Haejanggook in Virginia
Soup in Korea was never meant to be a luxury. It was never supposed to mean anything. There were two reasons for soup: you were poor and you were cold. You were poor so you needed quantity, and you were cold so you wanted something hot. Haejanggook—a popular Korean hangover cure—was incarnated as a way to soothe ailing stomachs and damaged livers, in the cheapest and most efficient ways. Before a long day’s work in the fields, after a long night shift hauling bricks, soup for breakfast was the cure-all. It was never supposed to mean anything. But it means everything.
In a cooking competition show called The Taste, contestants have to prove themselves with one spoonful—one spoon, one bite, one story. Many bites remind you of a dish, but soup embodies a sense of place. A spoonful of haejanggook in the early morning hours not only soothes my innards, it takes me to the foothills of the Sorak mountains of Korea, a bustling pre-dawn fish market, or my grandma’s kitchen. While devised and celebrated as a means to an end, it is so much more now—you are transported, relocated. Transformed.
There was a place, just outside my grandparents’ two-bedroom mountain home, run by an eighty-something-year-old lady and her son. Three, maybe four tables total, and a good hour or two from Seoul—but it served the best haejanggook in the cosmos. Whenever and wherever I eat the dish, I see the creaking sliding door, smell the wood burning through the crisp morning air, and hear the old lady’s clanking in the barely-navigable kitchen. No other Korean restaurant has matched that experience; the taste was never there. But the place was never absent.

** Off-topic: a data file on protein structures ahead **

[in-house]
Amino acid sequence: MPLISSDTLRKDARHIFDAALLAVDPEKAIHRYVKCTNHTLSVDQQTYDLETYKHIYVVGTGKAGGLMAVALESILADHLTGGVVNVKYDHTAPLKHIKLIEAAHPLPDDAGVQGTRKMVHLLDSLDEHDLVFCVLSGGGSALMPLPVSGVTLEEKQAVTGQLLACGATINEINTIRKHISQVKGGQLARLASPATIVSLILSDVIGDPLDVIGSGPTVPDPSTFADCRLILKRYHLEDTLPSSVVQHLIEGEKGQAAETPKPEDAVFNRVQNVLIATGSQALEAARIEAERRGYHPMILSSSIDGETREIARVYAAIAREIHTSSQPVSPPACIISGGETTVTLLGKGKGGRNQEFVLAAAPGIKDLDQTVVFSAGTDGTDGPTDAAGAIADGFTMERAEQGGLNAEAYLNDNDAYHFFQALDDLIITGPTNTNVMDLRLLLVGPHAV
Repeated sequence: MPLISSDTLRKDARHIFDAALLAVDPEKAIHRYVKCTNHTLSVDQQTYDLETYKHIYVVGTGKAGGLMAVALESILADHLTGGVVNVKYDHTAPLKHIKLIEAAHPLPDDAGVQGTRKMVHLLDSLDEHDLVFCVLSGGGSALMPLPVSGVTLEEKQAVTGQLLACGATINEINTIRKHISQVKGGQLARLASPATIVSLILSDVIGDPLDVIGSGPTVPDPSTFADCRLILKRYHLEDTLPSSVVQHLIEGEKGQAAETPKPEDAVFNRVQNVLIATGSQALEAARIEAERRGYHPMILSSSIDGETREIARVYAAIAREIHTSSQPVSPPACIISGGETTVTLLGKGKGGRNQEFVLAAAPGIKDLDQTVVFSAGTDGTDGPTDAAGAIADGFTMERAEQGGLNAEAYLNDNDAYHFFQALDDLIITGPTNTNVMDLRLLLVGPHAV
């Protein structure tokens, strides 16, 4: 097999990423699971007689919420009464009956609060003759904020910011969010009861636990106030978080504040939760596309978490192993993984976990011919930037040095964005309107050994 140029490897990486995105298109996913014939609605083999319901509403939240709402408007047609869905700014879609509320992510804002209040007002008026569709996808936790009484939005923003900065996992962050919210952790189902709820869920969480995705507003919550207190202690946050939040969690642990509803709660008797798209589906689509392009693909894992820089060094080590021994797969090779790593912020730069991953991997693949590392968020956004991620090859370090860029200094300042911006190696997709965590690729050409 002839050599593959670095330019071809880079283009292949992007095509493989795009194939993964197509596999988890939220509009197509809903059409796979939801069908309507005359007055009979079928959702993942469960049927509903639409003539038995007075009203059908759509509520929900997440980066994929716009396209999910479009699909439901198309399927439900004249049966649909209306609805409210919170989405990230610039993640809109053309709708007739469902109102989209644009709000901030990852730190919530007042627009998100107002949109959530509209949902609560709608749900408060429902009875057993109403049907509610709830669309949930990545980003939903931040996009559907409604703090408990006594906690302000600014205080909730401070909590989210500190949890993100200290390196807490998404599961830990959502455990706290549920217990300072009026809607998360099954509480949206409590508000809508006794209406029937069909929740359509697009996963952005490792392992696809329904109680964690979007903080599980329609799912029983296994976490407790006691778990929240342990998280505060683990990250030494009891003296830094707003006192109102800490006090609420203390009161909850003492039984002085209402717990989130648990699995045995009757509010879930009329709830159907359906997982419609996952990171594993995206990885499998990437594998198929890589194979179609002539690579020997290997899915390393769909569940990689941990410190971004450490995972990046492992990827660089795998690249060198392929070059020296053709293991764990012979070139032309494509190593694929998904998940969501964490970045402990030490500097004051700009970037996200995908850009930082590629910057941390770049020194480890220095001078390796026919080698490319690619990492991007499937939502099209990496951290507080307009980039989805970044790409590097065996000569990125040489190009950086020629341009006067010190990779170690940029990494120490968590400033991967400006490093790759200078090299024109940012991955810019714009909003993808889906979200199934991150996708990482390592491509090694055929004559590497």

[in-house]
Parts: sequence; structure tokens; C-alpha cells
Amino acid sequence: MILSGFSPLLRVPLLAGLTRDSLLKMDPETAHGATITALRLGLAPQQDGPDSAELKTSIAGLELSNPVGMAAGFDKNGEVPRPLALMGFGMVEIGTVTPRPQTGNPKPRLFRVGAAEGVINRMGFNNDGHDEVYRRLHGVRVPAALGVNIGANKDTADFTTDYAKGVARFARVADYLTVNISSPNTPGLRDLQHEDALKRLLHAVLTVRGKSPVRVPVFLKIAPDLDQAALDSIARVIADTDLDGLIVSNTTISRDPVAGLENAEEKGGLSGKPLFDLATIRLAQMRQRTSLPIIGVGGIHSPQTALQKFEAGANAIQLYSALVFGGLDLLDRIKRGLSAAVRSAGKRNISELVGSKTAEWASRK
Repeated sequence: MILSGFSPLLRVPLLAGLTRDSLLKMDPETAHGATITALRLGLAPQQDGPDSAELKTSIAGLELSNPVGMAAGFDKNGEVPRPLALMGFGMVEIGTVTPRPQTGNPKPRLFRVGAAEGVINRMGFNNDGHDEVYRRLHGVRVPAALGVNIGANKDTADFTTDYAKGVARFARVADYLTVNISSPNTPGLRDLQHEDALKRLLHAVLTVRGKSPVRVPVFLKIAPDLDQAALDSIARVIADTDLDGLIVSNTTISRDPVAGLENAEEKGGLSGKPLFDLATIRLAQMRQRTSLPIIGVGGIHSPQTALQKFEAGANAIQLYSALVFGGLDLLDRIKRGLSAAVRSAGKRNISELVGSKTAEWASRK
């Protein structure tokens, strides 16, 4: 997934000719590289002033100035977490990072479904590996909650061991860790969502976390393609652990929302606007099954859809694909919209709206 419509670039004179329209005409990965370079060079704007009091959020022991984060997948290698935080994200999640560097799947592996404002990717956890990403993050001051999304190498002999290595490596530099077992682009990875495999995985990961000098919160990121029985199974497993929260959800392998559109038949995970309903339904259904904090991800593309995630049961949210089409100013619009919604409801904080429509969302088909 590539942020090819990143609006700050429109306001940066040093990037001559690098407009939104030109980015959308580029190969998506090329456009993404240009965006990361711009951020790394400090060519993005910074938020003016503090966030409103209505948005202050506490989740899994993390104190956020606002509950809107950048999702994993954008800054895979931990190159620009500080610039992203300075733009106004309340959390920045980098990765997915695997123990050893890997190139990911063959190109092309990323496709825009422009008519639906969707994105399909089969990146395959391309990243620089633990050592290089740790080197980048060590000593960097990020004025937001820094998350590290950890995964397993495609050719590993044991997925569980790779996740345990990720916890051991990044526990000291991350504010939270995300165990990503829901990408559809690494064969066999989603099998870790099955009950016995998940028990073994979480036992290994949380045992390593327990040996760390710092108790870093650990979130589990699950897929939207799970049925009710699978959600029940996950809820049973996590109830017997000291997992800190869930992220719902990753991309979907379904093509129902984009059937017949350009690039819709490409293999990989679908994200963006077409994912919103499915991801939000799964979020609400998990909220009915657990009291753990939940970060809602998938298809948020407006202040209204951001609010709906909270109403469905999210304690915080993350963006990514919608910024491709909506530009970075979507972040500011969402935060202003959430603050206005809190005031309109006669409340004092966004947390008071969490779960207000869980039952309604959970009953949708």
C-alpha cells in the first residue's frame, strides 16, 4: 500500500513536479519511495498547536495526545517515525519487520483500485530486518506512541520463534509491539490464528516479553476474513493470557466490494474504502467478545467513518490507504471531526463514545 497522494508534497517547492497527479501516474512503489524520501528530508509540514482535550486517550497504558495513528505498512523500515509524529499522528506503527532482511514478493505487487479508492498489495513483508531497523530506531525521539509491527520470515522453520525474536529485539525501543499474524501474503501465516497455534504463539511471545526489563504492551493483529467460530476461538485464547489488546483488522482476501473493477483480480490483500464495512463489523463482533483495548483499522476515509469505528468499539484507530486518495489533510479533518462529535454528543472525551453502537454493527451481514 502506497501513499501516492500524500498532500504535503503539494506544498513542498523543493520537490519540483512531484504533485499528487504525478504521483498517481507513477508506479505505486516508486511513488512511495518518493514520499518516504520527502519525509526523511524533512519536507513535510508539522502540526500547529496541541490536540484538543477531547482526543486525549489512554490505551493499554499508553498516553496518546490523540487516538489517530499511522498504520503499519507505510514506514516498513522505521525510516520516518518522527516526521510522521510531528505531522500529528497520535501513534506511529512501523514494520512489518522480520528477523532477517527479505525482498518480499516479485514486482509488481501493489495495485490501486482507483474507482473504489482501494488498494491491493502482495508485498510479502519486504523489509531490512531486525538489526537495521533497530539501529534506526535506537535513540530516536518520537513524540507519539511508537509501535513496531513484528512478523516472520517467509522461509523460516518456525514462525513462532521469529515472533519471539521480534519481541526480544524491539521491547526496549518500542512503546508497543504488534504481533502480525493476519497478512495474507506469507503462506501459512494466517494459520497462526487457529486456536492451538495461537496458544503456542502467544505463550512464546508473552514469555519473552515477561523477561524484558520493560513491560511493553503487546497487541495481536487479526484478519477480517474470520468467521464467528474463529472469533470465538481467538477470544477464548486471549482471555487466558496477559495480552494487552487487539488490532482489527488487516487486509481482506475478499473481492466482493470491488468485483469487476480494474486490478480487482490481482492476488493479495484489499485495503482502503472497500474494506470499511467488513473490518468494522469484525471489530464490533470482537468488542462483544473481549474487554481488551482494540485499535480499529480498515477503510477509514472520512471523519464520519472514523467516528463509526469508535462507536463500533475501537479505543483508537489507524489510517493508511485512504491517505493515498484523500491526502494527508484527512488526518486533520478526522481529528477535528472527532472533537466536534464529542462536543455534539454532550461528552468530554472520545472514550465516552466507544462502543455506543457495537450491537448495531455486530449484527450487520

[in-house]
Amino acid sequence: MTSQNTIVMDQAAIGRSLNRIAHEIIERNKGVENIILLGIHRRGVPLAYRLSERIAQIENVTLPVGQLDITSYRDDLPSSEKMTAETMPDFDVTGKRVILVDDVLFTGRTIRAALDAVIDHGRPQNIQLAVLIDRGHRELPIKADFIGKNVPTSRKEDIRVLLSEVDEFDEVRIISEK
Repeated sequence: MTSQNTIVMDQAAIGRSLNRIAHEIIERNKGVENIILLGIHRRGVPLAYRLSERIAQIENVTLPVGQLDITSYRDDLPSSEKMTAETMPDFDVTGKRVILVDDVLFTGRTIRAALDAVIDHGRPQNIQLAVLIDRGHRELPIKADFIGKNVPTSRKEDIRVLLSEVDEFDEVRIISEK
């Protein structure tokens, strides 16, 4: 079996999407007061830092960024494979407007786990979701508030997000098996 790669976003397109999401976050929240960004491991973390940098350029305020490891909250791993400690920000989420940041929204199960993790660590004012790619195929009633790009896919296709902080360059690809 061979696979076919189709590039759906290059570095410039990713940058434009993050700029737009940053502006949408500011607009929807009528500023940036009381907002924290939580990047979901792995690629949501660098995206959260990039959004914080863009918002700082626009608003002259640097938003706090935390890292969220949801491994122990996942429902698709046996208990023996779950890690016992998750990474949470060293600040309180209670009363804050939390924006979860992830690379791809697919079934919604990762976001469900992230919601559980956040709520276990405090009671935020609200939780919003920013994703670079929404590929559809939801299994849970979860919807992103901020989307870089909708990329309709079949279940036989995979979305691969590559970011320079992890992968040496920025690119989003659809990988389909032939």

This morning is no different. The restaurant I walk into in Centreville, VA, is mostly empty. Four older gents are huddled around a simmering pot of kimchi jjigae a few tables down, pouring each other shots of morning soju. Cheers, they say, and I acknowledge them with a nod. I order my usual, with extra blood cubes.
I look down at the boiling contents of the amber earthenware pot. Silk-soft Napa cabbage resting in a golden hue of dwenjang and ox bone-based broth, immersed in a sea of chopped scallions. Plump cubes of coagulated ox blood protrude from within, like grand peaks of some mountain range at sundown. Red velvet is a word I associate not with fluffy cupcakes, but with blood.
I take a spoonful of the red chili paste and swirl it around in the soup. I watch the soup go from cloudy brown to sunset red. I take a spoonful of the velvet soup, and I’m home. The soup trickles down my throat, illuminating my innards like a campfire. The iron from the blood dances in my mouth alongside a symphony of salty and spicy. This is no umami. This is home.